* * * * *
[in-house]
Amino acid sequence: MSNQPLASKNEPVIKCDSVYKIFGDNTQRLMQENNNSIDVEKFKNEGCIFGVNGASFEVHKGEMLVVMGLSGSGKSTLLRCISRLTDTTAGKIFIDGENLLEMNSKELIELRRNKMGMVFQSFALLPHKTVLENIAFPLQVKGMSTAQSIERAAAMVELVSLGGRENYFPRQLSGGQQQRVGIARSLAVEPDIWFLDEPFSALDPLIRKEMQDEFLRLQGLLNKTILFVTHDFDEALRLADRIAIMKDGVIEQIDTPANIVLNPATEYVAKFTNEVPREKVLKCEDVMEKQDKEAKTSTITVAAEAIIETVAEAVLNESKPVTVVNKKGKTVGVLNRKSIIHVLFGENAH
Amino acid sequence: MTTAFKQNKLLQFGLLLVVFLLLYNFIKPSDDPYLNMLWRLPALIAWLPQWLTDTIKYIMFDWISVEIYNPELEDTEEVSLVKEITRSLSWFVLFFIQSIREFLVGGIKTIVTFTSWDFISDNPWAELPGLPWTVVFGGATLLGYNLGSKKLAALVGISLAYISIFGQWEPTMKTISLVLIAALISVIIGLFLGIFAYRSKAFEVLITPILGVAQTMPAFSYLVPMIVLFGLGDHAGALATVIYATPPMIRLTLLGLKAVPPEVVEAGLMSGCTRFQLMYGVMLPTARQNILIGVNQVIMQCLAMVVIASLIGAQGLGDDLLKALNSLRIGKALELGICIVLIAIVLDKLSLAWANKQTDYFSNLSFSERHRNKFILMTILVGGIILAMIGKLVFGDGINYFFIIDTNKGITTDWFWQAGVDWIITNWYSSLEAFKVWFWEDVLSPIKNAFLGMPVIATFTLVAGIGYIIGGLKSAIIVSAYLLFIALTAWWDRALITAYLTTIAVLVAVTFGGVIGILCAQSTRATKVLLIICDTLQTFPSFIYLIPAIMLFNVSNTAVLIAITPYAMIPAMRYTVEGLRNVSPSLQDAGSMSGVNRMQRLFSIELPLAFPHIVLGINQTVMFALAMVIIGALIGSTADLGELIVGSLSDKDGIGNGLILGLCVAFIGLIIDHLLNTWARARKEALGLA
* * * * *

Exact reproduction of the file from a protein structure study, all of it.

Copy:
[in-house]
Amino acid sequence: MSNQPLASKNEPVIKCDSVYKIFGDNTQRLMQENNNSIDVEKFKNEGCIFGVNGASFEVHKGEMLVVMGLSGSGKSTLLRCISRLTDTTAGKIFIDGENLLEMNSKELIELRRNKMGMVFQSFALLPHKTVLENIAFPLQVKGMSTAQSIERAAAMVELVSLGGRENYFPRQLSGGQQQRVGIARSLAVEPDIWFLDEPFSALDPLIRKEMQDEFLRLQGLLNKTILFVTHDFDEALRLADRIAIMKDGVIEQIDTPANIVLNPATEYVAKFTNEVPREKVLKCEDVMEKQDKEAKTSTITVAAEAIIETVAEAVLNESKPVTVVNKKGKTVGVLNRKSIIHVLFGENAH
Amino acid sequence: MTTAFKQNKLLQFGLLLVVFLLLYNFIKPSDDPYLNMLWRLPALIAWLPQWLTDTIKYIMFDWISVEIYNPELEDTEEVSLVKEITRSLSWFVLFFIQSIREFLVGGIKTIVTFTSWDFISDNPWAELPGLPWTVVFGGATLLGYNLGSKKLAALVGISLAYISIFGQWEPTMKTISLVLIAALISVIIGLFLGIFAYRSKAFEVLITPILGVAQTMPAFSYLVPMIVLFGLGDHAGALATVIYATPPMIRLTLLGLKAVPPEVVEAGLMSGCTRFQLMYGVMLPTARQNILIGVNQVIMQCLAMVVIASLIGAQGLGDDLLKALNSLRIGKALELGICIVLIAIVLDKLSLAWANKQTDYFSNLSFSERHRNKFILMTILVGGIILAMIGKLVFGDGINYFFIIDTNKGITTDWFWQAGVDWIITNWYSSLEAFKVWFWEDVLSPIKNAFLGMPVIATFTLVAGIGYIIGGLKSAIIVSAYLLFIALTAWWDRALITAYLTTIAVLVAVTFGGVIGILCAQSTRATKVLLIICDTLQTFPSFIYLIPAIMLFNVSNTAVLIAITPYAMIPAMRYTVEGLRNVSPSLQDAGSMSGVNRMQRLFSIELPLAFPHIVLGINQTVMFALAMVIIGALIGSTADLGELIVGSLSDKDGIGNGLILGLCVAFIGLIIDHLLNTWARARKEALGLA